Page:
Left: Piero della Francesca, Portrait of Battista Sforza, c. 1465–66, tempera on panel (Galleria degli Uffizi, Florence; photo: Alonso de Mendoza); right: Leonardo da Vinci, Portrait of Lisa Gherardini (known as the Mona Lisa), c. 1503–19, oil on poplar panel, 77 x 53 cm (Musée du Louvre, Paris; photo: C2RMF)

Piero della Francesca’s Portrait of Battista Sforza is typical of portraits during the Early Renaissance (before Leonardo); figures were often painted in strict profile, and cut off at the bust. Often the figure was posed in front of a birds-eye view of a landscape.

A new formula

Hans Memling, Portrait of a Young Man at Prayer, c. 1485–94, oil on oak panel (Museo Thyssen-Bornemisza, Madrid)

Hans Memling, Portrait of a Young Man at Prayer, c. 1485–94, oil on oak panel (Museo Thyssen-Bornemisza, Madrid)

With Leonardo’s portrait, the face is nearly frontal, the shoulders are turned three-quarters toward the viewer, and the hands are included in the image.

Leonardo uses his characteristic sfumato—a smokey haziness—to soften outlines and create an atmospheric effect around the figure. When a figure is in profile, we have no real sense of who she is, and there is no sense of engagement. With the face turned toward us, however, we get a sense of the personality of the sitter.

Northern Renaissance artists such as Hans Memling (see the Portrait of a Young Man at Prayer) had already created portraits of figures in positions similar to the Mona Lisa. Memling had even located them in believable spaces. Leonardo combined these Northern innovations with Italian painting’s understanding of the three dimensionality of the body and the perspectival treatment of the surrounding space.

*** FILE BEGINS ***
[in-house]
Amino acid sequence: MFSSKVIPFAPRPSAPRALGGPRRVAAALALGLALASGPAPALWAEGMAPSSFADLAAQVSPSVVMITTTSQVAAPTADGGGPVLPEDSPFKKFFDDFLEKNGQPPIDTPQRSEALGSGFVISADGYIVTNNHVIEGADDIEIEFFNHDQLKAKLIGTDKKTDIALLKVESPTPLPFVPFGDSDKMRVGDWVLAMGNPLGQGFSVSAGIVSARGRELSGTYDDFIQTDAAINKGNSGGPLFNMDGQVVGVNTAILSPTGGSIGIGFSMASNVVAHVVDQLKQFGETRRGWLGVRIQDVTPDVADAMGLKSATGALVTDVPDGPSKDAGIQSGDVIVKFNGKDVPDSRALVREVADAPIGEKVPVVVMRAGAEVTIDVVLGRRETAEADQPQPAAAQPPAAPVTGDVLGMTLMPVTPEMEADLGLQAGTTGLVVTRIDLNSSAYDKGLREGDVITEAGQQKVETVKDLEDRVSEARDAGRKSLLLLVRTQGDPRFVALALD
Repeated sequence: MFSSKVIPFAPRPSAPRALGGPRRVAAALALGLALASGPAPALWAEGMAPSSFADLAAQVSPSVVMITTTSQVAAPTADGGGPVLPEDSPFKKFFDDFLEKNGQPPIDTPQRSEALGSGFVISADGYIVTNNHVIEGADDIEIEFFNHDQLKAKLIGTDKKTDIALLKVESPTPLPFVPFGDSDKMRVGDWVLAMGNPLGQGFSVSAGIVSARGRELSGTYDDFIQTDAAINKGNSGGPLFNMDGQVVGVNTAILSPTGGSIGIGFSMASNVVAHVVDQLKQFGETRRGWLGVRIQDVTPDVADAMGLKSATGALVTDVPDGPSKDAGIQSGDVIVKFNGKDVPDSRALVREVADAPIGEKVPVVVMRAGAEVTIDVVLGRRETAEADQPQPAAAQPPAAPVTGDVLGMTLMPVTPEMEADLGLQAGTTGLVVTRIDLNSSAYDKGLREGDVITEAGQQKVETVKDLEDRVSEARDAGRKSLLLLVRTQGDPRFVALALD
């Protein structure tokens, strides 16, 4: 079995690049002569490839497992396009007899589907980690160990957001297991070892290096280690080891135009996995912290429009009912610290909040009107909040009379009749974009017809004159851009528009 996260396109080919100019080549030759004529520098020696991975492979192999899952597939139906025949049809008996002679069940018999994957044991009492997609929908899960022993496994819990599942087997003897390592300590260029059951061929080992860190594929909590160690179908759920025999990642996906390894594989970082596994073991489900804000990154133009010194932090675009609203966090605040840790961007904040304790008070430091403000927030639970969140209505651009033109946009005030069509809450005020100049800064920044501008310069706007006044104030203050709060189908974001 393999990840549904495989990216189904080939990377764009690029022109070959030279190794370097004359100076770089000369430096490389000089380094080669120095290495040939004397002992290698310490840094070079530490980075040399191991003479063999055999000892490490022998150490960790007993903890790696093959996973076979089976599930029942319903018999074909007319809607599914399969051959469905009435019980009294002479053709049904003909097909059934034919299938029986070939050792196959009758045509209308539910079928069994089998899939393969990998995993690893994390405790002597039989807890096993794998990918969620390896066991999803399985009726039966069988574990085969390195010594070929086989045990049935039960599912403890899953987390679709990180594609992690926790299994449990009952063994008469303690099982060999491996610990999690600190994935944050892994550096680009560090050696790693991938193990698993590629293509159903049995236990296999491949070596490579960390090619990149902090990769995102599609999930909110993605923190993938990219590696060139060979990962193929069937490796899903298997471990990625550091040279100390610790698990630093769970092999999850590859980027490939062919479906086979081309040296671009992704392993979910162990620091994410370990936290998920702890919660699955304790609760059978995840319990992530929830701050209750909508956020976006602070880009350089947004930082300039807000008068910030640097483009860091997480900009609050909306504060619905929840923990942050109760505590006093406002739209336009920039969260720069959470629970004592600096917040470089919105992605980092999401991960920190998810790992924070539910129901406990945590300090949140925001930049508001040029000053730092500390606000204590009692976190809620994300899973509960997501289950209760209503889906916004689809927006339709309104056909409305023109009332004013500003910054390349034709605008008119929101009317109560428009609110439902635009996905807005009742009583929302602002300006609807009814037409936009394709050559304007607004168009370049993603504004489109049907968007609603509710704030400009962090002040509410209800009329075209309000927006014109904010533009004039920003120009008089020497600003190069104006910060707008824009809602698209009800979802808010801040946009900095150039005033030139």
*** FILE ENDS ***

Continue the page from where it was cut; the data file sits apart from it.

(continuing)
Left: Unknown, Mona Lisa, c. 1503–05, oil on panel (Museo Nacional del Prado, Madrid; photo: Escarlati); right: Leonardo da Vinci, Portrait of Lisa Gherardini (known as the Mona Lisa), c. 1503–19, oil on poplar panel, 77 x 53 cm (Musée du Louvre, Paris; photo: C2RMF)

Left: Unknown, Mona Lisa, c. 1503–05, oil on panel (Museo Nacional del Prado, Madrid; photo: Escarlati); right: Leonardo da Vinci, Portrait of Lisa Gherardini (known as the Mona Lisa), c. 1503–19, oil on poplar panel, 77 x 53 cm (Musée du Louvre, Paris; photo: C2RMF)

A recent discovery

An important copy of the Mona Lisa was recently discovered in the collection of the Prado in Madrid. The background had been painted over, but when the painting was cleaned, scientific analysis revealed that the copy was likely painted by another artist who sat beside Leonardo and copied his work, brush-stroke by brush-stroke. The copy gives us an idea of what the Mona Lisa might look like if layers of yellowed varnish were removed.


Additional resources

Read a Reframing Art History chapter that discusses Leonardo da Vinci—”Art in Sovereign States of the Italian Renaissance, c. 1400–1600.”

Theresa Flanigan, “Mona Lisa’s Smile: Interpreting Emotion in Renaissance Female Portraits,” Studies in Iconography, vol. 40 (2019), pp. 183–230.

This painting at the Louvre.

Louvre Feature: A Closer Look at the Mona Lisa.

Not Just Another Fake Mona Lisa from The New York Times Interactive.

Mona Lisa at Universal Leonardo.

Cite this page as: Dr. Steven Zucker and Dr. Beth Harris, "Leonardo, Mona Lisa," in Smarthistory, August 9, 2015, accessed December 2, 2022, https://smarthistory.org/leonardo-mona-lisa/.